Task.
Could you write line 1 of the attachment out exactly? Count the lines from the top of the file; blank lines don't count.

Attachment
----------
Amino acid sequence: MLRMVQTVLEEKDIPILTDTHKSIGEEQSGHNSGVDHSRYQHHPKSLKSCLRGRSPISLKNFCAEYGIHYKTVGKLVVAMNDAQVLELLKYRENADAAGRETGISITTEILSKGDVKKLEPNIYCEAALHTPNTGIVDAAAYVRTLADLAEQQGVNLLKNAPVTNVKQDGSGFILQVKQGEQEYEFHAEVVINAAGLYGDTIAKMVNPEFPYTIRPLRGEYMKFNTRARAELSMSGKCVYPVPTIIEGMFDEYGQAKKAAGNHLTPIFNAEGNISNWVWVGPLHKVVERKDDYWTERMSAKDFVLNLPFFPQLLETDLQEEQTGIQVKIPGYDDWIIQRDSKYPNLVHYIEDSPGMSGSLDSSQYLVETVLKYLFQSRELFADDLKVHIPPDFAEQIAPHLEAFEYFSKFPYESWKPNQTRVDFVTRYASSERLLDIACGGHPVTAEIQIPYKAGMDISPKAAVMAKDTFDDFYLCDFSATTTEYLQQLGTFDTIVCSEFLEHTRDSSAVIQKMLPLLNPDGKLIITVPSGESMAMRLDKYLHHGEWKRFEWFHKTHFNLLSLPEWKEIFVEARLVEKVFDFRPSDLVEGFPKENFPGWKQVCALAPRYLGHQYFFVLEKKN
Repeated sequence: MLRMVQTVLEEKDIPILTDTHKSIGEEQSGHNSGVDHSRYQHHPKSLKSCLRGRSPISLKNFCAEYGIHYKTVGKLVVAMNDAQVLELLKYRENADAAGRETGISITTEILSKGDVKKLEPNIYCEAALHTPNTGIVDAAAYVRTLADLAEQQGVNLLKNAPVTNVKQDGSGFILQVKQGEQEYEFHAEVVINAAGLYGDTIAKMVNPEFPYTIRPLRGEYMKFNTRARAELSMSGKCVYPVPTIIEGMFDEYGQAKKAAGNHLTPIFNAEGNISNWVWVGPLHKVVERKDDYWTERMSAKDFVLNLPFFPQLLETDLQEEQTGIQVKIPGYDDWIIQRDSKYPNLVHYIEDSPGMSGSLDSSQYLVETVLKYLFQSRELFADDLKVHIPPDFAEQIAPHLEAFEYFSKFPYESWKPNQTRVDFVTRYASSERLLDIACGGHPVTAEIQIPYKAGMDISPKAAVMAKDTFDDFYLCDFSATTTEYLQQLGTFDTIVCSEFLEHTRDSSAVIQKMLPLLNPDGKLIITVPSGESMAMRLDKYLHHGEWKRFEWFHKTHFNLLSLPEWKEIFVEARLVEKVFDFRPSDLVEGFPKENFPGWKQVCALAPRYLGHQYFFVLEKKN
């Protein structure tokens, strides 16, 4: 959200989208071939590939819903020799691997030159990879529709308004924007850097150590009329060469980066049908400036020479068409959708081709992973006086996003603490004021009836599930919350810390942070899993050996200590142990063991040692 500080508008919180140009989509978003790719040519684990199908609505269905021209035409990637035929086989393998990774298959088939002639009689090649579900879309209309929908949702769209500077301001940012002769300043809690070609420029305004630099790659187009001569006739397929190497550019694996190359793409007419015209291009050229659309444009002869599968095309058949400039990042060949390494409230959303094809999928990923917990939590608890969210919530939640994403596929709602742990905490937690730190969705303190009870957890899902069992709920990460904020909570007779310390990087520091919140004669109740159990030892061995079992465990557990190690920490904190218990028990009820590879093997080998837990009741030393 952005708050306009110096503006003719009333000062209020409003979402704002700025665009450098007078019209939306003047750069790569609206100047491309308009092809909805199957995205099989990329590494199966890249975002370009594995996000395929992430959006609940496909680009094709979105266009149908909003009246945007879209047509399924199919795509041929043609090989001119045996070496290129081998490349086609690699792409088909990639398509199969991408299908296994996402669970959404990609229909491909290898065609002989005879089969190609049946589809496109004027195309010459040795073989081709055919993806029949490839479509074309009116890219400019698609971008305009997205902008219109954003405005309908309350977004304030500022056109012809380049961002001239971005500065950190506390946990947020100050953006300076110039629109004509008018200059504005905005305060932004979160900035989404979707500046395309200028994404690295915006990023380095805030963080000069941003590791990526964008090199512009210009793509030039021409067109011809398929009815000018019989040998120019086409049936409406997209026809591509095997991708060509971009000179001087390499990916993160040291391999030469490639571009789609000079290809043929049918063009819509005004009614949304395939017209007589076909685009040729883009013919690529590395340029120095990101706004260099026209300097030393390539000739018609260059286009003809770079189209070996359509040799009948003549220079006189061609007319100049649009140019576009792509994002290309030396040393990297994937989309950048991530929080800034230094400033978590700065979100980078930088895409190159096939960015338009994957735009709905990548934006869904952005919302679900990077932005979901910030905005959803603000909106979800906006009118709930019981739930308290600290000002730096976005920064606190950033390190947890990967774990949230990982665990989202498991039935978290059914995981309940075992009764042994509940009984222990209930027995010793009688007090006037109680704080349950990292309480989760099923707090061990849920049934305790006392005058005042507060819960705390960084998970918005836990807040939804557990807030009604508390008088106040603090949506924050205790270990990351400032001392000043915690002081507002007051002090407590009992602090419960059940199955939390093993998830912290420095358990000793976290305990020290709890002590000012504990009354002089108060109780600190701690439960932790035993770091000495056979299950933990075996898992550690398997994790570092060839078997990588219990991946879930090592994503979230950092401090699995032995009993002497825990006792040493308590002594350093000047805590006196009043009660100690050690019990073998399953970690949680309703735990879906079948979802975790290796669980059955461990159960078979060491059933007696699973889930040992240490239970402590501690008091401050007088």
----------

Amino acid sequence: MLRMVQTVLEEKDIPILTDTHKSIGEEQSGHNSGVDHSRYQHHPKSLKSCLRGRSPISLKNFCAEYGIHYKTVGKLVVAMNDAQVLELLKYRENADAAGRETGISITTEILSKGDVKKLEPNIYCEAALHTPNTGIVDAAAYVRTLADLAEQQGVNLLKNAPVTNVKQDGSGFILQVKQGEQEYEFHAEVVINAAGLYGDTIAKMVNPEFPYTIRPLRGEYMKFNTRARAELSMSGKCVYPVPTIIEGMFDEYGQAKKAAGNHLTPIFNAEGNISNWVWVGPLHKVVERKDDYWTERMSAKDFVLNLPFFPQLLETDLQEEQTGIQVKIPGYDDWIIQRDSKYPNLVHYIEDSPGMSGSLDSSQYLVETVLKYLFQSRELFADDLKVHIPPDFAEQIAPHLEAFEYFSKFPYESWKPNQTRVDFVTRYASSERLLDIACGGHPVTAEIQIPYKAGMDISPKAAVMAKDTFDDFYLCDFSATTTEYLQQLGTFDTIVCSEFLEHTRDSSAVIQKMLPLLNPDGKLIITVPSGESMAMRLDKYLHHGEWKRFEWFHKTHFNLLSLPEWKEIFVEARLVEKVFDFRPSDLVEGFPKENFPGWKQVCALAPRYLGHQYFFVLEKKN